Enter Aaron Cohen, a veteran of Israel's counter-terrorism unit and the Israeli Military. Ladies and gentlemen Mr. Cohen is here to “train” the Oakland police, especially the Bay Area Regional Transit police, on how to deal with “terrorists” (this is where you read black and brown folk). Back in 2006 Mr. Cohen trained the officers of Oakland how to “deal with terrorists” because as he put it "You guys don't have experience dealing with terrorism the way we do. It's not expected."

So in March

“BART Police wrapped up four days of intensive anti-terror training on Sunday, led by an Israeli commando who has been training police agencies all over the country. His goal was to teach the officers what they needed " so they can take [a threat] down as quickly as possible, and obviously if they need[ed] to respond with lethal force.”

So what exactly is the experience of the IDF in dealing with terrorists threats. We'll look to the soldiers who served in Gaza, not those who had qualms about morally questionable orders to shoot women, children and unarmed civilians (though they did it any way ... “I was just following orders”). We want to look at the best and brightest in counter terrorist practices, the snipers and storm troopers, those people like our Mr. Cohen. You know the soldiers that wear shirts like these (none are brown of course) - link

T-shirts are emblazoned with "dead babies, mothers weeping on their children's graves, a gun aimed at a child and bombed-out mosques". One, which the paper says was a sharpshooter's T-shirt, shows a pregnant Arab woman with a bullseye superimposed on her belly, accompanied by the slogan "1 shot, 2 kills," another shirt for infantry snipers is inscribed "Better use Durex" next to a picture of a dead Palestinian baby with his weeping mother beside him. One fine Israeli soldier said "These are shirts for around the house, for jogging, in the army. Not for going out." link

Oh well if this is just for shits and giggles ... then sure, that's fine. It's not like that has any consequences in your day job.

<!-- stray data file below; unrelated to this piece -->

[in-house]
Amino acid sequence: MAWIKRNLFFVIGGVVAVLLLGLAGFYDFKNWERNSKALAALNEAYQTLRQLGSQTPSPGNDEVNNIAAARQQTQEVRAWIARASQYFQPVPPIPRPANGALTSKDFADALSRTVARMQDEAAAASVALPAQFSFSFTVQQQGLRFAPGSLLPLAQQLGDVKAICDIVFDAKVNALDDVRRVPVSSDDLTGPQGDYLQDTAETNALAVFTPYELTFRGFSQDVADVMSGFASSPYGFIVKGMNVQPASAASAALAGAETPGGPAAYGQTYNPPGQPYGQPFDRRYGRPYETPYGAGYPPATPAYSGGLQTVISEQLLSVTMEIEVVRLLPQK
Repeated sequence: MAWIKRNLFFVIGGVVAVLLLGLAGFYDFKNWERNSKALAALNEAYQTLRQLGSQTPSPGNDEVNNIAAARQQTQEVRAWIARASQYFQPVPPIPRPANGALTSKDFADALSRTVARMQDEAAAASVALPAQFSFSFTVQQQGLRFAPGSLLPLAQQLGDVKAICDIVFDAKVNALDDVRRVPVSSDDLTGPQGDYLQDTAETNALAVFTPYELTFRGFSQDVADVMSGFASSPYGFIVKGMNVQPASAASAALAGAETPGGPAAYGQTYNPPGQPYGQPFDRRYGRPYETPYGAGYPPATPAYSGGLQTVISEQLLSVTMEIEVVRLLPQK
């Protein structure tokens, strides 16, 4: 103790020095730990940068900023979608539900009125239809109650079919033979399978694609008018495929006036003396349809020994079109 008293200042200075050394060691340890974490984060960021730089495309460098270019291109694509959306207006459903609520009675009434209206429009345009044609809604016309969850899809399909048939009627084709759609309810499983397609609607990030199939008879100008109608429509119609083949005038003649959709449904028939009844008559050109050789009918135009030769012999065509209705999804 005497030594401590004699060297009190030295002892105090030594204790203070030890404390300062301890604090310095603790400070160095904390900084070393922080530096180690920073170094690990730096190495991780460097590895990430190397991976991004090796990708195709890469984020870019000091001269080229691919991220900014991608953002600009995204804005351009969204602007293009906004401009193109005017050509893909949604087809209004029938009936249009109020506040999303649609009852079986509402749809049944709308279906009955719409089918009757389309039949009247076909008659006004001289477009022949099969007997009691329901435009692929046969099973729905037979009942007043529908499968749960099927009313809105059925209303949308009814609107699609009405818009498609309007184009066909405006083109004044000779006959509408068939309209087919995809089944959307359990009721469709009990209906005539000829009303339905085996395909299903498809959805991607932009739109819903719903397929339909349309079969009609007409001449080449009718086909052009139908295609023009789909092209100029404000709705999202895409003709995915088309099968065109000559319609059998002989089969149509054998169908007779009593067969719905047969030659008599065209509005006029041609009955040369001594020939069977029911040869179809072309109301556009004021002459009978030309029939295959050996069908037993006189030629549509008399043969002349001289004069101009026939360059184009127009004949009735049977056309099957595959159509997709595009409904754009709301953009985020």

It's not like we in the US are modeling our police force after the humanitarian (not) IDF we have (had) Posse Comitatus why would we militarize our police force?:

The Anti-Defamation League (ADL) brought 18 senior law enforcement executives to Israel November 2-11, 2007 to learn counterterrorism tactics and strategies from senior commanders in the Israel Police and Israel Defense Forces (IDF). Link

So what can a law abiding citizen expect from Oakland's “finest” ?

Kidnapping, assault with a deadly weapon, assault under color of authority and filing false police reports are among the most serious charges stemming from a three-month investigation into accusations that officers in West Oakland were beating suspects and planting evidence, an attorney for one of the officers said yesterday. Link

The four officers face a combined 63 felony and misdemeanor charges for allegedly beating, kidnapping or falsely arresting at least 10 men in West Oakland over a THREE WEEK PERIOD last summer in the largest crackdown against police corruption in Oakland history. Prosecutors have dismissed charges in about 40 cases in which the officers arrested people, and county public defenders said they have found at least 300 questionable drug arrests linked to the four. Link

You know normal police shit. Any police officer that does not stop this kind of criminal conduct and corruption should turn in their badge and gun. But of course after the Oakland police had been trained by Mr. Cohen that all changed just ask Oscar Grant.

If the police were doing their job half the police force would be in jail. But they don't they choose to remain silent, or they choose to ruin those with integrity who would stop it, or they choose rob, steal, and kill under the cover of a badge but all are complicit, all are guilty. Ask any cop how many of his or her fellow officers he has put in jail?